As retail wages continue to rise due to government action and industry competition, some grocers and food retailers are developing ways to keep profit margins intact without passing along costs to customers, according to industry analysis from global management consulting firm L.E.K. Consulting.
Labor costs already take up approximately 14% of grocers' average revenues, according to estimates from the National Grocers Association, and those costs will probably rise further as more states and cities raise their minimum wages. At the same time, stores like Walmart and Costco are boosting their own minimum wages, prompting competitors to do the same, and shaving profit margins even thinner.
The easiest way for a retailer to respond is to try and pass through price increases to the consumer. But the savviest food retailers -- the ones who may win lasting advantage -- are fashioning strategies that maintain margins and keep customer prices in check, say Chris Randall and Rob Wilson, Managing Directors in L.E.K. Consulting's Consumer Products and Retail practice and authors of "Rising Labor Costs -- and What Retailers Can Do About Them."
"The smartest grocers are dealing with higher wages by shifting the labor status quo. That means taming labor costs that already exist, finding opportunities to outsource certain labor-intensive activities, taking labor out of the back office via technology and exploring cutting-edge pricing and merchandising techniques," says Randall.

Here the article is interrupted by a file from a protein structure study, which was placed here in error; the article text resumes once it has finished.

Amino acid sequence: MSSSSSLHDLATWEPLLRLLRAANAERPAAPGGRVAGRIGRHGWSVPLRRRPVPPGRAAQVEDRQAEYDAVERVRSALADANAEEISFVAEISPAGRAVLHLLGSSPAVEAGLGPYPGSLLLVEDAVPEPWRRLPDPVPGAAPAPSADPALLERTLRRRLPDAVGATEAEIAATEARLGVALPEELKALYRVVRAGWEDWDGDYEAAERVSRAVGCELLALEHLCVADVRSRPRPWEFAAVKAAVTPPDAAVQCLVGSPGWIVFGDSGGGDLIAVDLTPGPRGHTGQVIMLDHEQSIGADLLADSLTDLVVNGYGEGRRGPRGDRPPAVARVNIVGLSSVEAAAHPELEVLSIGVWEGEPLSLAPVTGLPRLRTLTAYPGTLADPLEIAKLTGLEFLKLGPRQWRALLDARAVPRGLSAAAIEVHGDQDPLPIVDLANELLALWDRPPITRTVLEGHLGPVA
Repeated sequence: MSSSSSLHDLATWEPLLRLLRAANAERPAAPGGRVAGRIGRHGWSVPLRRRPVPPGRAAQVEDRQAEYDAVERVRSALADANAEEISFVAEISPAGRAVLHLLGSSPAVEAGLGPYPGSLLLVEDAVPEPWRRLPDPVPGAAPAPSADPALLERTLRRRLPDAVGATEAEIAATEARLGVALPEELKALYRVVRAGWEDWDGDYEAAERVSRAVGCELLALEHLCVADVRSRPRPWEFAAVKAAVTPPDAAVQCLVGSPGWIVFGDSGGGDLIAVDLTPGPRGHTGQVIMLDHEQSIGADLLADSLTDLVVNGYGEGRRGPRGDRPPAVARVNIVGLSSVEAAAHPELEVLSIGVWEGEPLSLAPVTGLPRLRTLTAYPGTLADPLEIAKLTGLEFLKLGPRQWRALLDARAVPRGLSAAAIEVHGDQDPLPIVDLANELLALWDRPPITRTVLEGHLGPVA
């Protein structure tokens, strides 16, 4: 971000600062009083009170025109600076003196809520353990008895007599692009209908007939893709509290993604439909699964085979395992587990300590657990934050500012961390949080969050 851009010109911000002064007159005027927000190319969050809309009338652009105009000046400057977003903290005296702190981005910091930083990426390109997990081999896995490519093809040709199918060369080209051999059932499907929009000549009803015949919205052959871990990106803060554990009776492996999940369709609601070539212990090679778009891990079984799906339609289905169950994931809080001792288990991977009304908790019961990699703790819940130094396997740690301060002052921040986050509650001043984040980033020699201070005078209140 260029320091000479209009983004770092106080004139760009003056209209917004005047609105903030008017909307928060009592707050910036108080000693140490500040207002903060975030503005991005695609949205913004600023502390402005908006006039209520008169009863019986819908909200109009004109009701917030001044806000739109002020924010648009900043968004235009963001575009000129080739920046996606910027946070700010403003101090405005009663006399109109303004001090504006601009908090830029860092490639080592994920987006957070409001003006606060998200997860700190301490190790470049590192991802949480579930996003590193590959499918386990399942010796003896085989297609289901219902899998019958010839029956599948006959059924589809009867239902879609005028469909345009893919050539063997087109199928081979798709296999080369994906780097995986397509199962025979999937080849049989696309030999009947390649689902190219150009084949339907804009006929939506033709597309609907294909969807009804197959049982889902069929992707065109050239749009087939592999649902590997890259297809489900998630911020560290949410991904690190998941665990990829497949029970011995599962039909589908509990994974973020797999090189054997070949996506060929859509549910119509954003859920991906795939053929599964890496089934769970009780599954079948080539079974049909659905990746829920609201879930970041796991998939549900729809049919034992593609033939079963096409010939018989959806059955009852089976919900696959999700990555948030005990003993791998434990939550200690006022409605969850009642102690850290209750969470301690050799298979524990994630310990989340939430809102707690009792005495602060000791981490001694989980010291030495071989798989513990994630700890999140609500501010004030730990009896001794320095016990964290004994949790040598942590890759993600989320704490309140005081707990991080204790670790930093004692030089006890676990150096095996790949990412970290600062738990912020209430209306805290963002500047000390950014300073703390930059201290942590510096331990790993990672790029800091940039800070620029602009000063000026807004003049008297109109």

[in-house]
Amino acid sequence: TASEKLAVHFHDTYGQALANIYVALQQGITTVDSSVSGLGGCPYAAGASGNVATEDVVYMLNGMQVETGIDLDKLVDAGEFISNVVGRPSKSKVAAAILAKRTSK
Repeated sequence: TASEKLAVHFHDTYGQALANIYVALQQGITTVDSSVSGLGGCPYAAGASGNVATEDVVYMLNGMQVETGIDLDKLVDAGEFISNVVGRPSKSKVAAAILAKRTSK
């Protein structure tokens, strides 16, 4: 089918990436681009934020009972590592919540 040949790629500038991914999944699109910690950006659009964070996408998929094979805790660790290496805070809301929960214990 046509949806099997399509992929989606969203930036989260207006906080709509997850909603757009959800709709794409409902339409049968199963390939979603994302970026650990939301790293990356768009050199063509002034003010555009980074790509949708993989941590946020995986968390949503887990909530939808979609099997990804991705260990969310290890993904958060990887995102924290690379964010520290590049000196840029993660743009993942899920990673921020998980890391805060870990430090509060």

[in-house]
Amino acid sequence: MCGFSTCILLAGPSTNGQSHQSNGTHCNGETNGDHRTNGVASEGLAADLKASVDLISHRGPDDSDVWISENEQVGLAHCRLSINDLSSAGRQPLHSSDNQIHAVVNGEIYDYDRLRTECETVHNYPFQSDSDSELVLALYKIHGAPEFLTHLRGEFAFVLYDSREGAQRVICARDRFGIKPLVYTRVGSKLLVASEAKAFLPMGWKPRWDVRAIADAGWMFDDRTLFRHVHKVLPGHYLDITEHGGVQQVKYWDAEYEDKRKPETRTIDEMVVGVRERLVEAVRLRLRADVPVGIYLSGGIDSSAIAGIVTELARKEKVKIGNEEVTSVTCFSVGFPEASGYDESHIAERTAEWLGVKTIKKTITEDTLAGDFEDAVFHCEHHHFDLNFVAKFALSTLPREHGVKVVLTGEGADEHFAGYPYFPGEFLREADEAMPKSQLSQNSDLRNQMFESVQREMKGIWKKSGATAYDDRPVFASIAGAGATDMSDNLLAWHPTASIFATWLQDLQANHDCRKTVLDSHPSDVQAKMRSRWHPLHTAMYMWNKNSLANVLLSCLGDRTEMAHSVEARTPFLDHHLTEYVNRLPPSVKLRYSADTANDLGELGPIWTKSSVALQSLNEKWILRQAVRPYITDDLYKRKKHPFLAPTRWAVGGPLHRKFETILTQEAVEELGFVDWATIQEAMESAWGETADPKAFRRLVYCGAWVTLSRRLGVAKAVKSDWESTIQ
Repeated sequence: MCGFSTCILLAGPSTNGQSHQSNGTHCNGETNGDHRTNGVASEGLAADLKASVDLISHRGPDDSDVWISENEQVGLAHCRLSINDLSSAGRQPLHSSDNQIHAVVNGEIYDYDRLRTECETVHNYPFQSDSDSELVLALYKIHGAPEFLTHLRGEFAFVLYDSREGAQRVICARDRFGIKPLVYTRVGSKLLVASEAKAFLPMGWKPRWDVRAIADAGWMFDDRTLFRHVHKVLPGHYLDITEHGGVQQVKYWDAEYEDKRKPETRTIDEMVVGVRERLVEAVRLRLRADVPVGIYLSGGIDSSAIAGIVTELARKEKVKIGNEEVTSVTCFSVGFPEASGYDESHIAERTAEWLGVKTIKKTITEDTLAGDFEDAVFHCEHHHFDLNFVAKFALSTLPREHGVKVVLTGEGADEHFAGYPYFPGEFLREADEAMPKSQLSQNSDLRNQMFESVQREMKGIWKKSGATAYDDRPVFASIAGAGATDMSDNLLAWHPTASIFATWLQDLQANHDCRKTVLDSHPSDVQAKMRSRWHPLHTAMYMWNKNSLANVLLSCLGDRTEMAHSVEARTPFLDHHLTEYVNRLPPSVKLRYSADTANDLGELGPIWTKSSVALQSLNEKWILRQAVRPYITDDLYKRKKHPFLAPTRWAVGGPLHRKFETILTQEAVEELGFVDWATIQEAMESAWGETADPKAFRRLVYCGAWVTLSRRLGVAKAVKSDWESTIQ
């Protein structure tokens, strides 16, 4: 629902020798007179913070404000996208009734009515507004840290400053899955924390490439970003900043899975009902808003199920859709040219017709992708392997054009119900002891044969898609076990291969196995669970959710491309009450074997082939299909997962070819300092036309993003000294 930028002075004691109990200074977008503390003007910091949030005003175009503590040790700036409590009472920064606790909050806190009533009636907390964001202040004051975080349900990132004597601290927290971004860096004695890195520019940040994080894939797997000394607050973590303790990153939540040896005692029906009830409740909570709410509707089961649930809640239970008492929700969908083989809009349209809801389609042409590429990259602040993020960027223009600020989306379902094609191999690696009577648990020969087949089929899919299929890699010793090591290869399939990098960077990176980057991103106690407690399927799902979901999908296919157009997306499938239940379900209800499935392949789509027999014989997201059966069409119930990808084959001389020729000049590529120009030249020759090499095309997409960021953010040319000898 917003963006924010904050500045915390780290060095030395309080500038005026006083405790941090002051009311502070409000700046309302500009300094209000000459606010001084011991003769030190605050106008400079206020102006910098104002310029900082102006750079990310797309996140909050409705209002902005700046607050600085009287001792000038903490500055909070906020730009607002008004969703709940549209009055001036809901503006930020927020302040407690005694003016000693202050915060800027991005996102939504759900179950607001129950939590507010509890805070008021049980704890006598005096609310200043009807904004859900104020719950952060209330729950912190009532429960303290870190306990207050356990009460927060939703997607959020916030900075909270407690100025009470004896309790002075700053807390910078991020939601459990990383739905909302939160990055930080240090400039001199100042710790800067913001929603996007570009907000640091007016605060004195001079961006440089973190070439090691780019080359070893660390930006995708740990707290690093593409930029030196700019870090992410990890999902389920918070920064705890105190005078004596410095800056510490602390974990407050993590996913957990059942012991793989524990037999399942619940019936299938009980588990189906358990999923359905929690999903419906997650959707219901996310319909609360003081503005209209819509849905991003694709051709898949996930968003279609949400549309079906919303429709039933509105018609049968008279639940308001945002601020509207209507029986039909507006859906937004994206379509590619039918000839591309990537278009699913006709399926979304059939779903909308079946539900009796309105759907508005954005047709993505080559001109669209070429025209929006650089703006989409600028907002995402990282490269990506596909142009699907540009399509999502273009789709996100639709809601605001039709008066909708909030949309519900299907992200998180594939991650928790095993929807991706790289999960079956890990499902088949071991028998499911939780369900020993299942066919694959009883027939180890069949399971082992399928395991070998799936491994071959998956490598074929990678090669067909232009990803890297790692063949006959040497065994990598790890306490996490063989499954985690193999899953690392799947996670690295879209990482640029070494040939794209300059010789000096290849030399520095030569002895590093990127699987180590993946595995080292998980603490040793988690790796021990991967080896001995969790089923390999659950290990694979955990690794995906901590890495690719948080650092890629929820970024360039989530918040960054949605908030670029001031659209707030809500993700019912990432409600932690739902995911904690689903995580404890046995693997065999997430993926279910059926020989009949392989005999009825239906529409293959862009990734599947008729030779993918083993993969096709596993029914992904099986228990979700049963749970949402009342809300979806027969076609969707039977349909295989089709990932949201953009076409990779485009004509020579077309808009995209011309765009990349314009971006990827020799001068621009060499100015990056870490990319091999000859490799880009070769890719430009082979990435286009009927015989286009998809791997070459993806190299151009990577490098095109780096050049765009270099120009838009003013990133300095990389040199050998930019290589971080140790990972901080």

"Innovative food retailers recognize that turning points are disruptive by definition – but they're also catalysts for breakthroughs," adds Wilson.
Randall and Wilson highlight a number of ways innovative food retailers have grappled with higher wages:
1. Maximize existing labor without sacrificing service. Kroger hopes to save $250 million in annual labor costs with a new customer tracking system that will help match the number of open checkout lanes to the volume of customers in a store at any given time. The new system is also expected to slash average customer wait times.
2. Automate more non-customer-facing activities. French grocery store E.Leclerc uses electronic labeling systems that can change prices across stores simultaneously. This eliminates the labor cost of paper labels, as well as the cost of mislabeling items.
3. Outsource some labor-intensive activities. Grocers can find more opportunities for outside service providers to take on labor-intensive store functions, such as inventory resets, onsite marketing, product management and data collection. Strategic outsourcing has the proven potential to reduce the overall labor cost.
4. Drive sales of high-margin products. Many grocery stores turn to private-label brands to increase profits and balance out rising wages -- and there's more than one way to do so, says Wilson. "Aldi carries just one private label for many of its products, which saves store and warehouse space and allows for lower prices," he says. "Kroger, Costco and Whole Foods, on the other hand, have applied robust and multi-tiered branding and categorization to their private labels."
5. Employ cutting-edge pricing and promotion techniques. Customer loyalty programs and digital coupons are effective ways to increase revenue to offset higher labor expenses. Wegmans' digital coupon initiative -- distributed via email and mobile app -- have inspired recipients to make 23% more trips to the store and spend 50% more per year than the average shopper.
Today's environment of rising labor costs may represent an opportunity as well as a danger for grocers and other retailers, sums Randall. "Retailers can create meaningful competitive advantage if they remain proactive and focused, and if they put labor cost planning and margin management on the strategic agenda today."